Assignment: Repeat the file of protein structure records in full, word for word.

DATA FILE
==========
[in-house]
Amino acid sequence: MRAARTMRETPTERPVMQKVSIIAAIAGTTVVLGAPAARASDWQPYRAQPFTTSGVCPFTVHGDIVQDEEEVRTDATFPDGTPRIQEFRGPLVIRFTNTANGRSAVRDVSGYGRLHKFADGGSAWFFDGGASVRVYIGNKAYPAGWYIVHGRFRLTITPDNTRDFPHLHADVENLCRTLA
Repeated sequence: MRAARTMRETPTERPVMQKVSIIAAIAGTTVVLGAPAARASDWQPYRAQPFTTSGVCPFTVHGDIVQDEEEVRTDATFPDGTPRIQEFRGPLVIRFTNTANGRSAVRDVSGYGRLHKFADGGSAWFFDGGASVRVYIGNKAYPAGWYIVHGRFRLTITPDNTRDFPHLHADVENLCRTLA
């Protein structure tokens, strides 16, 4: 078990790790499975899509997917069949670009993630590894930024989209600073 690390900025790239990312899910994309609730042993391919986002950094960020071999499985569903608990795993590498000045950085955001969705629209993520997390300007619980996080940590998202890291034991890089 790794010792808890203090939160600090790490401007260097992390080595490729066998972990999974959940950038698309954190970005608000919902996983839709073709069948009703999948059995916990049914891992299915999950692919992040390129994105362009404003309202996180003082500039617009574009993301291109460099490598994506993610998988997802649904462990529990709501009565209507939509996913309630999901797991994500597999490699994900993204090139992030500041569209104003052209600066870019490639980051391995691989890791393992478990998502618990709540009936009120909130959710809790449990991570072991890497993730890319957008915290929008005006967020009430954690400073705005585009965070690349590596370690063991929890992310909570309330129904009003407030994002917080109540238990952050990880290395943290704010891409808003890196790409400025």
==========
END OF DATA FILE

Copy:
[in-house]
Amino acid sequence: MRAARTMRETPTERPVMQKVSIIAAIAGTTVVLGAPAARASDWQPYRAQPFTTSGVCPFTVHGDIVQDEEEVRTDATFPDGTPRIQEFRGPLVIRFTNTANGRSAVRDVSGYGRLHKFADGGSAWFFDGGASVRVYIGNKAYPAGWYIVHGRFRLTITPDNTRDFPHLHADVENLCRTLA
Repeated sequence: MRAARTMRETPTERPVMQKVSIIAAIAGTTVVLGAPAARASDWQPYRAQPFTTSGVCPFTVHGDIVQDEEEVRTDATFPDGTPRIQEFRGPLVIRFTNTANGRSAVRDVSGYGRLHKFADGGSAWFFDGGASVRVYIGNKAYPAGWYIVHGRFRLTITPDNTRDFPHLHADVENLCRTLA
């Protein structure tokens, strides 16, 4: 078990790790499975899509997917069949670009993630590894930024989209600073 690390900025790239990312899910994309609730042993391919986002950094960020071999499985569903608990795993590498000045950085955001969705629209993520997390300007619980996080940590998202890291034991890089 790794010792808890203090939160600090790490401007260097992390080595490729066998972990999974959940950038698309954190970005608000919902996983839709073709069948009703999948059995916990049914891992299915999950692919992040390129994105362009404003309202996180003082500039617009574009993301291109460099490598994506993610998988997802649904462990529990709501009565209507939509996913309630999901797991994500597999490699994900993204090139992030500041569209104003052209600066870019490639980051391995691989890791393992478990998502618990709540009936009120909130959710809790449990991570072991890497993730890319957008915290929008005006967020009430954690400073705005585009965070690349590596370690063991929890992310909570309330129904009003407030994002917080109540238990952050990880290395943290704010891409808003890196790409400025």